WASHINGTON (Reuters) – Embattled U.S. Senator Bob Menendez on Thursday is expected to address his Democratic colleagues, more than half of whom have called for him to resign, the day after he pleaded not guilty to federal charges of accepting bribes.
A total of 27 senators in the 51-member caucus – Democrats and three independents who typically vote with them – have called for Menendez’s resignation, including No. 2 Senate Democrat Dick Durbin, the head of the Senate Democrats’ campaign arm, Gary Peters, and Menendez’s fellow senator from New Jersey, Cory Booker.
Chuck Schumer, the Senate’s top Democrat, said on Wednesday Menendez’s behavior fell below the standard appropriate for a senator, but stopped short of calling for him to resign.
Prosecutors have said Menendez and his wife, Nadine Menendez, accepted gold bars and hundreds of thousands of dollars in exchange for using their influence to interfere with law enforcement probes of three New Jersey businessmen and aid the Egyptian government.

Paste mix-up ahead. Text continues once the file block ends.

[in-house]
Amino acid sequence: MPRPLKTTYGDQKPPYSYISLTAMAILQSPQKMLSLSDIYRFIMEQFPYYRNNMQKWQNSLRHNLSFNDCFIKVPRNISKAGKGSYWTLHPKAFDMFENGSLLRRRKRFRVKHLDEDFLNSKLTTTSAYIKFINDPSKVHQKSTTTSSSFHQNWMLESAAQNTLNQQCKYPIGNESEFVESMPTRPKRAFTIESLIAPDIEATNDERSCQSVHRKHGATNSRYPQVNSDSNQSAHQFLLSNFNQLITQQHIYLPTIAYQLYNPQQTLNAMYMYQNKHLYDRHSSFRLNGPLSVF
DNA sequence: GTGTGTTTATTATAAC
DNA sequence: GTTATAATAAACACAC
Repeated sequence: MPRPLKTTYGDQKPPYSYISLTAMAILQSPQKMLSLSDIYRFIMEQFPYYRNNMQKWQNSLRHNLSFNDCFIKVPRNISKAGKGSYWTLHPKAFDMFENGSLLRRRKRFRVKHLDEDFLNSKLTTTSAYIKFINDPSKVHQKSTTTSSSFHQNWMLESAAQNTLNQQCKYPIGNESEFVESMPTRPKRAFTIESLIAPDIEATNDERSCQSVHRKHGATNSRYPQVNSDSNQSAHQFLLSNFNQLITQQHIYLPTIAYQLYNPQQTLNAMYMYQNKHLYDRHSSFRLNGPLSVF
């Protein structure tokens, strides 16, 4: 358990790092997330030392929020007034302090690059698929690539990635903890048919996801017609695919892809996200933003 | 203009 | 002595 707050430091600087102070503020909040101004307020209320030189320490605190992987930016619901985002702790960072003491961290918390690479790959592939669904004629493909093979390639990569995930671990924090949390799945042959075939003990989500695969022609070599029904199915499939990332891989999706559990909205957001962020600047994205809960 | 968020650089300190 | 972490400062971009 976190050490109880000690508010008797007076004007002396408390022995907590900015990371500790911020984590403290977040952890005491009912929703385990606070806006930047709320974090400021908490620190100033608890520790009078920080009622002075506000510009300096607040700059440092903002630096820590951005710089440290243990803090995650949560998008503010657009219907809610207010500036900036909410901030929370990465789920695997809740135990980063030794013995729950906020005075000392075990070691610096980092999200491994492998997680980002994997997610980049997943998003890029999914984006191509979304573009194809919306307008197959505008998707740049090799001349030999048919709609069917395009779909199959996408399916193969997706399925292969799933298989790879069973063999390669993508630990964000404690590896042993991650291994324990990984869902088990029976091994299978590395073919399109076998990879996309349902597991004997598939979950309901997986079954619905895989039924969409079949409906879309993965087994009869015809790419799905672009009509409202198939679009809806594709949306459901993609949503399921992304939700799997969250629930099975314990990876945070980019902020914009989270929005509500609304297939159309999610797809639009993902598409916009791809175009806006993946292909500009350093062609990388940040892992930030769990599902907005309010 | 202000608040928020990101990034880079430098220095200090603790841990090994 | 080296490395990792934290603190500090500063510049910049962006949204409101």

They pleaded not guilty in court on Wednesday. Menendez said on Monday he would remain in office and fight the charges.
Menendez’s Senate seat is in play in the 2024 elections. Though New Jersey has not elected a Republican to the Senate since 1972, his legal troubles could pose problems for his party, which is trying to maintain its narrow control of the chamber. Menendez has drawn one challenger to the seat so far.
(Reporting by Richard Cowan, Makini Brice and Moira Warburton; Editing by Jamie Freed)
Evan Massoud is a political analyst with a knack for dissecting policy and governance. He provides readers with informed perspectives on political developments at home and abroad. Evan’s dedication to civic engagement extends to volunteering in local politics.